The first step in choosing what wine to pair with your food is to identify the dominant taste of your dish. It may not be the main ingredient; consider the dish as a whole - is it sweet, acidic, rich and heavy, bitter, or light?
For example, the dominant flavour in sole fillet with cream sauce won’t be the fish, but the cream. Once you get that, apply the principle that 'like attracts like'. That is, you should pair the same tastes together.
Sweet wines goes well with sweet food, Brian - Flickr
So, if you are having sweet foods, you can have sweet red wines, like Port. Otherwise, sweet food with dry wine will accentuate the bitter tannins of the wine.
Likewise, you would combine acidic foods with acidic wines, and rich foods with rich wines. By rich food we mean heavy, meaty meals, and by rich wines we mean bold wines that give a bitter, dry-mouth feeling, or wines with a lot of tannins. If you combine a light meal with a rich wine, or vice versa, they will be off-balance and the richer taste will prevail. It won’t necessarily spoil the taste of wine, but it is better to pair light with light and rich with rich.
Lighter red wines with raw served food, Don LaVange - Flickr
Lighter red wines will go well with leaner cuts and red meats that are served closer to the raw form. For example, you can have beef and venison tartare, eye of round steak, sirloin tip side steak, top round roast, bottom round roast, top sirloin and lamb gyros with wines like Cinsault, Pinot Noir, Gamay, St. Laurent, or Zweigelt.
Medium red wines goes great with dishes that have multiple ingredients, Taz - Flickr
Medium red wines combine best with dishes that have multiple ingredients and tastes combined. Dishes like bolognese sauce, beef stew, tomato-based dishes, lasagna, hamburgers, Indian lamb curry and nachos can be combined with the following wines:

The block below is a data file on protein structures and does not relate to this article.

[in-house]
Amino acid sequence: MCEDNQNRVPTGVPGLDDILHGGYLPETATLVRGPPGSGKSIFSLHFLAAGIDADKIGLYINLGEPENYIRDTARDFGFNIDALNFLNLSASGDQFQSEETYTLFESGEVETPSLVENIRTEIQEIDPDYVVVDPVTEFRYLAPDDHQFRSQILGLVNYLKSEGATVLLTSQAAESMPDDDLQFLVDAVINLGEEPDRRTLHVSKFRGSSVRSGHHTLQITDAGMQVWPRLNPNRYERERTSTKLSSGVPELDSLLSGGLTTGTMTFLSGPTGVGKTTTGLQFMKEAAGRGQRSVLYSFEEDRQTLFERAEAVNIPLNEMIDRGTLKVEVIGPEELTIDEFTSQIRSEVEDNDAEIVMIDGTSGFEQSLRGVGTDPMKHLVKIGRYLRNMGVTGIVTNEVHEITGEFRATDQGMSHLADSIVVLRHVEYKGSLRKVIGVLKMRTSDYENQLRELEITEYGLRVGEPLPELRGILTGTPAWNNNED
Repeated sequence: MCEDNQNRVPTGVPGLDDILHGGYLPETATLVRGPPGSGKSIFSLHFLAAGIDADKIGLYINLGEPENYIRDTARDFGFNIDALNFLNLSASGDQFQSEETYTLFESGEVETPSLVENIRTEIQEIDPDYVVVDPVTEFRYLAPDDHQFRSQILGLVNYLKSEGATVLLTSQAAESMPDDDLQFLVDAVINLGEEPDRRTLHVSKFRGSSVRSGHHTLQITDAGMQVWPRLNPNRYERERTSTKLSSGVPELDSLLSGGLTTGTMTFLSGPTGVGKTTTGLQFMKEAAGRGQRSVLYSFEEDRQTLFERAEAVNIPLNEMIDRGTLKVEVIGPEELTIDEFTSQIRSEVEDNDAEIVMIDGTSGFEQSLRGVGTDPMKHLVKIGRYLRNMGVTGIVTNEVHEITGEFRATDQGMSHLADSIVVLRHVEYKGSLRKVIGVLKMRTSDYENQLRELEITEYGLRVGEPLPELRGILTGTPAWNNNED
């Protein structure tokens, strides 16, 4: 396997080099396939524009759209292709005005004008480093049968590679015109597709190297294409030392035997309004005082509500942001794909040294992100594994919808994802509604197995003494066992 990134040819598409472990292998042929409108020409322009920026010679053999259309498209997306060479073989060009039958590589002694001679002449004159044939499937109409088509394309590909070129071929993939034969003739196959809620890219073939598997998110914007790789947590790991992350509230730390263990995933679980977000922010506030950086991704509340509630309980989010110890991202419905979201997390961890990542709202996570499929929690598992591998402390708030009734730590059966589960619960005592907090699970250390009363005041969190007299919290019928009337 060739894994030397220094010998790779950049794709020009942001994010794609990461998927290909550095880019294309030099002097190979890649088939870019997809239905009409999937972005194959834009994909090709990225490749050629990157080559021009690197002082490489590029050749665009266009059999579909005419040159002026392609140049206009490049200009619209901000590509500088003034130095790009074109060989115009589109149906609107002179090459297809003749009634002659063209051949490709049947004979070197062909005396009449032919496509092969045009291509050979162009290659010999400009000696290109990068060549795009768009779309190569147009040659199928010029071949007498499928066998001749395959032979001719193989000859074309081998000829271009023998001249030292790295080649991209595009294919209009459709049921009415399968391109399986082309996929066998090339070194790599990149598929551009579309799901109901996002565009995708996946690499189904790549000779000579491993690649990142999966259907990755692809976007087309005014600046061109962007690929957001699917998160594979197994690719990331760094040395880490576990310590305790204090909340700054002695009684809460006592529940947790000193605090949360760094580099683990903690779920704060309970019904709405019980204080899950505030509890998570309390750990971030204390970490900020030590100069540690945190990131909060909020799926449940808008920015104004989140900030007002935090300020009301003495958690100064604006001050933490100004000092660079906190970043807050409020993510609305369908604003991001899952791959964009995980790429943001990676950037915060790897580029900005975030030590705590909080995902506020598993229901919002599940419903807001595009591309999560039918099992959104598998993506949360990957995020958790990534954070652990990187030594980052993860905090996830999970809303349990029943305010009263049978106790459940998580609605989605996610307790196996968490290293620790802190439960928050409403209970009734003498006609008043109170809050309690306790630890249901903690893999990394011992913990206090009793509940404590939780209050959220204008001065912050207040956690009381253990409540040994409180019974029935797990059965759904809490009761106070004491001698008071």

Bold red wines are a perfect match to barbecue, Taz - Flickr
Bold red wines are a perfect match to steaks, chops, and barbecue because high amounts of tannin in bold red wines act nicely to dissolve fattiness from the inside of our mouth. The wines you can choose from are:
They will match hanger steak, filet mignon, porterhouse steak, skirt steak, New York strip, and T-bone steak very well.
Here are some examples of red wine and food pairings that work best, in our opinion:
Barbera with lasagne with pesto, chicken casserole or spaghetti bolognese (any Italian tomato-based dish actually)
Cabernet Sauvignon with roast lamb or beef fillet
Gamay with BBQ sauce ribs, griddled veggies or spicy sausages
Malbec with grilled steak or steak pie
Merlot with Christmas turkey, roast chicken or roast duck
Pinot Noir with any cheese, roast lamb or turkey
Pinotage with BBQ steak, grilled skewers and sausages
Sangiovese with pasta and pizza
Syrah/Shiraz with mushrooms and roasted vegetables
Tempranillo with vegetarian dishes; also roast lamb and thyme chicken
From the Kings and Queen's of the wine world such as Cabernet and Chardonnay, to the hot new varieties like Pinot Noir and Syrah, Winetasting.com has the perfect red wine to suit your tastes and occasion. Shop our diverse selection of red wine cabernet sauvignons online.